DL: You have enjoyed a lasting affinity with Jimmy over many years.

CF: I have, yes. We are like brothers really, we totally respect each other. He thinks I’m a great singer and I think he’s a great guitarist.

DL: How would you summarise him as a musician?

CF: To have come up with all that music – to form Led Zeppelin – and what a name he came up with. His whole look – the way he presents things and his outlook on playing – like I said, he’s a genius. Back in 1961, he had that vision. He was so forthright in wanting to pay for that demo and record us – and I am so thankful he did.

DL: Final thoughts on the release of The Beginning?

CF: I’m really knocked out with the album. After 56 years, it’s important to me it’s out there. It’s also great I am still in demand and people still want to spend money on seeing me sing.

Dave Lewis interviewed Chris Farlowe on April 6,2017. With thanks to Bill McCue.

Chris Farlowe & The Thunderbirds: The Beginning… is now available for pre-order at in advance of its April 30 release date. The release is available in two editions: Standard and Deluxe. The 1-LP, 1-CD set is available signed and numbered by Chris Farlowe and Jimmy Page in a limited edition release, bringing the signatures of two music legends together for the very first time.

To order the Beginning album go to this link:

Other Recommended Chris Farlowe listening:

Chris Farlowe & The Thunderbirds Dig The Buzz, First Recordings ’62- ’65 (RPM, CD)

Chris Farlowe & The Thunderbirds Featuring Albert Lee Chris Farlowe & The Thunderbirds (Charley LP)

Chris Farlowe 14 Things To Think About (Immediate LP, 1965)

Chris Farlowe Farlowe In The Midnight Hour (Immediate EP, 1965)

Chris Farlowe Out Of Time -The Immediate Anthology (Castle 2CD)

Death Wish 2 Soundtrack (Swan Song LP, 1982)

Outrider – (Geffen LP, 1988)


Led Zeppelin News Update:
In conjunction with the Led Zep news site, each week I will be re- producing highlights from their weekly email update news summary. This goes out every Sunday. Sign up details are below. Many thanks to James Cook.


Led Zeppelin

  • Led Zeppelin’s “Immigrant Song” entered the Billboard Hot Rock Songs chart at No. 16 after being featured in the trailer for “Thor: Ragnarok.” Read the full Billboard article here.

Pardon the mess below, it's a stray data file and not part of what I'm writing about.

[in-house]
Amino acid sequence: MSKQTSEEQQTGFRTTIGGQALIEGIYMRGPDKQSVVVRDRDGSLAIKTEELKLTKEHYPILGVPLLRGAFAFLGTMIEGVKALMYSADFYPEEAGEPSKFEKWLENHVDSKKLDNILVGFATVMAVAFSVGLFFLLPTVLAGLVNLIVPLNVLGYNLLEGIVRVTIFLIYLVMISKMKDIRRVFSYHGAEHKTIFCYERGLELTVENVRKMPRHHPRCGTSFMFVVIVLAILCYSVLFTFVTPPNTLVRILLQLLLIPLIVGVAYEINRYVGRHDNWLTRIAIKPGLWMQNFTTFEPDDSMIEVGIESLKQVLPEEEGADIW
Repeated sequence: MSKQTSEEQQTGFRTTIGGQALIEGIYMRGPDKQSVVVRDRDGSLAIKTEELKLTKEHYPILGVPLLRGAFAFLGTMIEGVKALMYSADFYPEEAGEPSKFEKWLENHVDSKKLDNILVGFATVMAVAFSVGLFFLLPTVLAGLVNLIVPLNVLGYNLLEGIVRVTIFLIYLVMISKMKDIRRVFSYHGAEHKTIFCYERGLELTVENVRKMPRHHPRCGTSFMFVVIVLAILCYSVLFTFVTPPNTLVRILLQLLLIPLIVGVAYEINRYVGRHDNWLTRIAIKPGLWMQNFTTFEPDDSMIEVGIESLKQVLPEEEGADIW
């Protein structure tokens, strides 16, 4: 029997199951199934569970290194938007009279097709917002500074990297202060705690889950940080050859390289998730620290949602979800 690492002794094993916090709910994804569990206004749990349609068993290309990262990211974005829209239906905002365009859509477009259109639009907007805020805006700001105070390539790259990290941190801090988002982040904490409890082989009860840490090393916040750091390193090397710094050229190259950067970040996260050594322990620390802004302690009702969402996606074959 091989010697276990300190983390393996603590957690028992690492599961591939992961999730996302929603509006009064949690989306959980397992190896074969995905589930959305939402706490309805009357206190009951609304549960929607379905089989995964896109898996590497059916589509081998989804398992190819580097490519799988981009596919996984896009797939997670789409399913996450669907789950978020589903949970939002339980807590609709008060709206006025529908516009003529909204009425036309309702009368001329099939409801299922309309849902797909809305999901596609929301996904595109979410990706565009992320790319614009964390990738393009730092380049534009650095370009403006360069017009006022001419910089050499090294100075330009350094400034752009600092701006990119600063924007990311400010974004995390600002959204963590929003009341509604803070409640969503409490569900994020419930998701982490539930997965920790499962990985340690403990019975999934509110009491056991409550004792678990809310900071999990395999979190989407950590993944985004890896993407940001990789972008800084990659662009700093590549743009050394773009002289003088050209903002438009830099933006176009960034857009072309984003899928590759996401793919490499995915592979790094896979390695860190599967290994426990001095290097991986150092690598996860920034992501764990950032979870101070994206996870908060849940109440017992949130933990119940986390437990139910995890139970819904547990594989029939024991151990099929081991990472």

Jimmy Page

Jimmy Page and Scarlett Sabet at the Atlantis Bookshop in London on April 12 (Twitter/AtlantisShop)

  • It was Record Store Day yesterday, and two of the releases featured Jimmy Page. There was a three-track, 10-inch Jimmy Page and The Black Crowes release as well as a single by Beverley Martyn that was originally recorded in 1966 with both Page and John Paul Jones. We included photos and information about the releases in this post.
  • Jimmy Page was photographed with his girlfriend Scarlett Sabet at the Atlantis occult bookshop in London on April 12. See the full photo here.

Robert Plant

  • Robert Plant was spotted watching comedian Jasper Carrott at Dudley Town Hall on April 21.

John Paul Jones

John Paul Jones’ updated signature bass guitar (John Paul Jones)

  • John Paul Jones announced on Friday that he has released an updated edition of his signature E-Bass guitar with Manson. The new bass guitar comes in two finishes: Vintage red sunburst and blackburst, Manson says on its website. The updated guitar is priced at £2,399. Here’s everything you need to know.
  • We got a closer look at the poster for John Paul Jones’ Tres Coyotes performance in Helsinki, Finland on April 5 thanks to Juha Kakkuri. See the full poster here.

Upcoming events:

April 30 – Jimmy Page Records will release “The Beginning…”, a 1961 Chris Farlowe studio session produced by Jimmy Page
May – The March 21, 1975 Seattle soundboard bootleg “Deus Ex Machina” is rumoured to be released this month.
May 19 – The new album by Darrel Higham, which features Robert Plant, will be released.
May 23 – A photo of Jimmy Page appears in the new photo book by Pearl Jam guitarist Mike McCready, which will be released today.
May 27 – Unrestored footage of Led Zeppelin performing at the Royal Albert Hall in 1970 will be screened there as part of an event about the director Peter Whitehead.
June 2 – Robert Plant will be interviewed on “Brian Johnson’s Life On The Road” on Sky Arts.
June 23 – John Paul Jones will perform at the Sun Station Vadsø festival in Norway.